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Cheetahs

Athletic Annabelle: ABQ BioPark’s cheetah acts as local spokes-cat for the world’s fastest land animal

Most people know that the cheetah is the world’s fastest land animal. They can run as fast as a car on the interstate—up to 70 mph. And they can reach that speed in just 3 seconds!

Annabelle may be fast, but the ABQ BioPark Zoo’s Southern African cheetah also likes to spend her time taking “cat naps” in the warm Albuquerque sun.

She came to the ABQ BioPark in 2004 by way of the Fossil Rim Wildlife Center in Texas, where she was born in 2002.

In the wild, these carnivores use their speed to prey on small antelope like springbok, steenbok, Thomson’s gazelle and duiker. Annabelle is a picky eater, but one of her favorite treats is rabbit. Although she’s far from domesticated, she is comfortable with BioPark zookeepers and will eat right from their hands (through a fence, of course).

So how do ABQ BioPark zookeepers make sure this athletic cat stays in shape? Well, like any cat, Annabelle likes to chase things. Sometimes they even run the fence with Annabelle to get her moving.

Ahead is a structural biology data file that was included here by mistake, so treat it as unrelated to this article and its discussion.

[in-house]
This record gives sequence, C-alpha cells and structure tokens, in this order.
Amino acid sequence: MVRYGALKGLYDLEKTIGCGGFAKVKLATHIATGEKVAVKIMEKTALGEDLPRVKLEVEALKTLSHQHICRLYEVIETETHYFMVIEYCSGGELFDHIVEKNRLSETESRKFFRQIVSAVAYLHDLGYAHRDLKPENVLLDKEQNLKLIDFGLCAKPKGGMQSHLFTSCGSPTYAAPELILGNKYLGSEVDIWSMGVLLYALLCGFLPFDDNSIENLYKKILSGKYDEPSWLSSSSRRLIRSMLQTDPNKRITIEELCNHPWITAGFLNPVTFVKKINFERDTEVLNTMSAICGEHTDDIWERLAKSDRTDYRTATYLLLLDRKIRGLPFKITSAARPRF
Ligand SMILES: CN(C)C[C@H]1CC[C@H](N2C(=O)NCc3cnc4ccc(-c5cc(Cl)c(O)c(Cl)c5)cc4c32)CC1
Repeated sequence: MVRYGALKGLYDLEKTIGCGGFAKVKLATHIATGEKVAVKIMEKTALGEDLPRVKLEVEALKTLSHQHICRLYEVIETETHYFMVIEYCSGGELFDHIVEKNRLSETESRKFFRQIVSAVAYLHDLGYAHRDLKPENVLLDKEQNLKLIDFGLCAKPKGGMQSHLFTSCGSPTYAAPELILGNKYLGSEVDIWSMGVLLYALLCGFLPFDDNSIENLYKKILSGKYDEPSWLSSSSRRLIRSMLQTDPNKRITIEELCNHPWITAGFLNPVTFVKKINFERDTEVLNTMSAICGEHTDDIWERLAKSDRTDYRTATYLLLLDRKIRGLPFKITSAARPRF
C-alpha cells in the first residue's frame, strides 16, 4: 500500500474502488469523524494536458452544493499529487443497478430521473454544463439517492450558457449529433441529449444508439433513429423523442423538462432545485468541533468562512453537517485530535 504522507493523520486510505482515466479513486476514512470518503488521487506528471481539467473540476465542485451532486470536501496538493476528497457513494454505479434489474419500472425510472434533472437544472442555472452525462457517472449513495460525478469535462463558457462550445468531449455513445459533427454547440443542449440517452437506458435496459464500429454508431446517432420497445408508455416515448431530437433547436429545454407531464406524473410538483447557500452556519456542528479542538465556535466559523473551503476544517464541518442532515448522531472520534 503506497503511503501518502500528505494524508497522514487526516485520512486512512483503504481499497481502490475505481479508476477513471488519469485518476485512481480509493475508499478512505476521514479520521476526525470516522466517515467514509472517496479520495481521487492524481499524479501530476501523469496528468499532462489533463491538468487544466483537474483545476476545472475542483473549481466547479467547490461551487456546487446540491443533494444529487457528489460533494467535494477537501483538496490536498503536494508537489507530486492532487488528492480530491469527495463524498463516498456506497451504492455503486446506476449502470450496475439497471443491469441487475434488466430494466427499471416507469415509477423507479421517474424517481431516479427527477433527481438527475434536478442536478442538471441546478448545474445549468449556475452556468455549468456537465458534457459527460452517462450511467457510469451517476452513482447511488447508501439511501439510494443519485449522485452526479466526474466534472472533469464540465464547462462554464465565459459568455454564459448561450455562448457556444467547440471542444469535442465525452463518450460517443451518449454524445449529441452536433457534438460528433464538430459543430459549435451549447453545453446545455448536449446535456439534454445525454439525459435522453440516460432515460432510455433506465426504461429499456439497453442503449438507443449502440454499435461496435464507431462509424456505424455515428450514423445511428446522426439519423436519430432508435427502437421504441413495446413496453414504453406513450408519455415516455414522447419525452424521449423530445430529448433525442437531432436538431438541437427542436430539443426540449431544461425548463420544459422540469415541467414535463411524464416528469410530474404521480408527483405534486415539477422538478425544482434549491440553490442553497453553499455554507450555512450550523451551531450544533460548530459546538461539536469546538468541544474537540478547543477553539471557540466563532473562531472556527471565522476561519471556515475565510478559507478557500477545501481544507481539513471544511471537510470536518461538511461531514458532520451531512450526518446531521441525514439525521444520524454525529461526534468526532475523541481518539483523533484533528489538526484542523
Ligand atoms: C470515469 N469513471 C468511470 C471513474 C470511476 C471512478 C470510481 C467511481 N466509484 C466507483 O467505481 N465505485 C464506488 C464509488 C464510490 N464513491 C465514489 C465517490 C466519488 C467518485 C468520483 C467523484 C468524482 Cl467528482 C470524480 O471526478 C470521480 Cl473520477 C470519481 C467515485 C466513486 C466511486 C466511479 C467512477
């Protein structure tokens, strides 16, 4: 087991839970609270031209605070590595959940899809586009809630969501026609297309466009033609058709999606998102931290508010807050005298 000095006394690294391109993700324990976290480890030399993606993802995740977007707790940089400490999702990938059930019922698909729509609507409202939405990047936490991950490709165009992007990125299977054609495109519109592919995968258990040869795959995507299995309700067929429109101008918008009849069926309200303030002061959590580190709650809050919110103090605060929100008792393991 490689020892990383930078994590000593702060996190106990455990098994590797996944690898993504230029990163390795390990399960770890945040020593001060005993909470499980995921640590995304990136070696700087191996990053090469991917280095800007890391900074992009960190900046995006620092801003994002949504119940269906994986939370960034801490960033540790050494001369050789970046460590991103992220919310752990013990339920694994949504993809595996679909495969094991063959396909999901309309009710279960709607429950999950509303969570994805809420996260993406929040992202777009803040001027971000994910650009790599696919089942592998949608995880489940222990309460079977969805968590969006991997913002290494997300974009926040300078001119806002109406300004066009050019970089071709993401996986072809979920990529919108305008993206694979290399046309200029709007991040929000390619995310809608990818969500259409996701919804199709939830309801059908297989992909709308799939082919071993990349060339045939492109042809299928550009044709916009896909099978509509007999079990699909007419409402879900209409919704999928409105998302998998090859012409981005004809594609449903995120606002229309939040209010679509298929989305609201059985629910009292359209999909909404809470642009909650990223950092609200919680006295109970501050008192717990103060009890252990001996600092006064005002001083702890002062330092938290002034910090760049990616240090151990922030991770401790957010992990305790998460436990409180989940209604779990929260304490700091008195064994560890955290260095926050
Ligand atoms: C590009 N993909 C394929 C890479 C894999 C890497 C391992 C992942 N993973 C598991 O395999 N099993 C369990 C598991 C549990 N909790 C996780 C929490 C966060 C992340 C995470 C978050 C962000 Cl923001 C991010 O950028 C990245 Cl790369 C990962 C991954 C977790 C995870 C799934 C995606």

BioPark staff also try to keep Annabelle’s mind active using enrichment items. She may be picky when it comes to food, but when it comes to toys, it’s simple—she loves big boxes. Annabelle’s other enrichment items—such as a small box with feathers inside—also keep her moving, as she bats them around her habitat.

Our Actions Matter

There are fewer than 10,000 cheetahs left in the wild, making it Africa’s most endangered big cat. Among the factors responsible for their decline are a high mortality rate among cubs, loss of habitat and prey, human-wildlife conflict and the illegal pet trade.

What you can do:

  1. Sponsor Annabelle through the New Mexico BioPark Society.
  2. Support conservation organizations like the Cheetah Conservation Fund, which is working to save cheetahs.

Did you know?

  • Like football players, cheetahs keep the sun out of their eyes using black marks—in the cheetah’s case, black tear lines fall on either side of their nose. These lines keep the sunlight out of their eyes when they’re hunting.
  • Cheetahs have another thing in common with football players—their claws are semi non-retractable and function like football cleats to give the animal more traction while running.
  • Also helping them with speed are hard tire-like pads—most cats have soft paws, but a cheetah’s pads equip them to grip the ground efficiently while they run at top speeds.